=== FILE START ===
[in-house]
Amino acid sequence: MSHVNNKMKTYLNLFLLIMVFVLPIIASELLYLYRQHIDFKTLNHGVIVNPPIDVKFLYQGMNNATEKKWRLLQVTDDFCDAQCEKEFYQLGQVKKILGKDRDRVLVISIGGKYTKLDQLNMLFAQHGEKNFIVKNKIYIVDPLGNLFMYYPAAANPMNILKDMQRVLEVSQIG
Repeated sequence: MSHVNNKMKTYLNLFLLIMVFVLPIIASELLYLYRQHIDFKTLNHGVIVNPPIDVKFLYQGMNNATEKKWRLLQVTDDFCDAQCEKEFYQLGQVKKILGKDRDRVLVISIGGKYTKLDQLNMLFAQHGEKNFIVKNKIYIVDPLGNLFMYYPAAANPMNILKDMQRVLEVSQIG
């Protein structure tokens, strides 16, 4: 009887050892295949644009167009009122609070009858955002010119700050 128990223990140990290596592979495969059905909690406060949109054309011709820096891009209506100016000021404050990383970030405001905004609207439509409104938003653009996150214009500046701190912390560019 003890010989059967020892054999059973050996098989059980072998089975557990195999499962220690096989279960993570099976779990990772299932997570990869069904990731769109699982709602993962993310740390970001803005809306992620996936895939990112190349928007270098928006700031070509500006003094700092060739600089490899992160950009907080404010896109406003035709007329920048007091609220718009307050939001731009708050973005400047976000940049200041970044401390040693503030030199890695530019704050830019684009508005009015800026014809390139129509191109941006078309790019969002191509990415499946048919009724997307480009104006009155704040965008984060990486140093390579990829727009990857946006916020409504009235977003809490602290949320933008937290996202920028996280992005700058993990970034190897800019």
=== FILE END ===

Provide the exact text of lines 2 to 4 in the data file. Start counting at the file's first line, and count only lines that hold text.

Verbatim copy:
Amino acid sequence: MSHVNNKMKTYLNLFLLIMVFVLPIIASELLYLYRQHIDFKTLNHGVIVNPPIDVKFLYQGMNNATEKKWRLLQVTDDFCDAQCEKEFYQLGQVKKILGKDRDRVLVISIGGKYTKLDQLNMLFAQHGEKNFIVKNKIYIVDPLGNLFMYYPAAANPMNILKDMQRVLEVSQIG
Repeated sequence: MSHVNNKMKTYLNLFLLIMVFVLPIIASELLYLYRQHIDFKTLNHGVIVNPPIDVKFLYQGMNNATEKKWRLLQVTDDFCDAQCEKEFYQLGQVKKILGKDRDRVLVISIGGKYTKLDQLNMLFAQHGEKNFIVKNKIYIVDPLGNLFMYYPAAANPMNILKDMQRVLEVSQIG
């Protein structure tokens, strides 16, 4: 009887050892295949644009167009009122609070009858955002010119700050 128990223990140990290596592979495969059905909690406060949109054309011709820096891009209506100016000021404050990383970030405001905004609207439509409104938003653009996150214009500046701190912390560019 003890010989059967020892054999059973050996098989059980072998089975557990195999499962220690096989279960993570099976779990990772299932997570990869069904990731769109699982709602993962993310740390970001803005809306992620996936895939990112190349928007270098928006700031070509500006003094700092060739600089490899992160950009907080404010896109406003035709007329920048007091609220718009307050939001731009708050973005400047976000940049200041970044401390040693503030030199890695530019704050830019684009508005009015800026014809390139129509191109941006078309790019969002191509990415499946048919009724997307480009104006009155704040965008984060990486140093390579990829727009990857946006916020409504009235977003809490602290949320933008937290996202920028996280992005700058993990970034190897800019």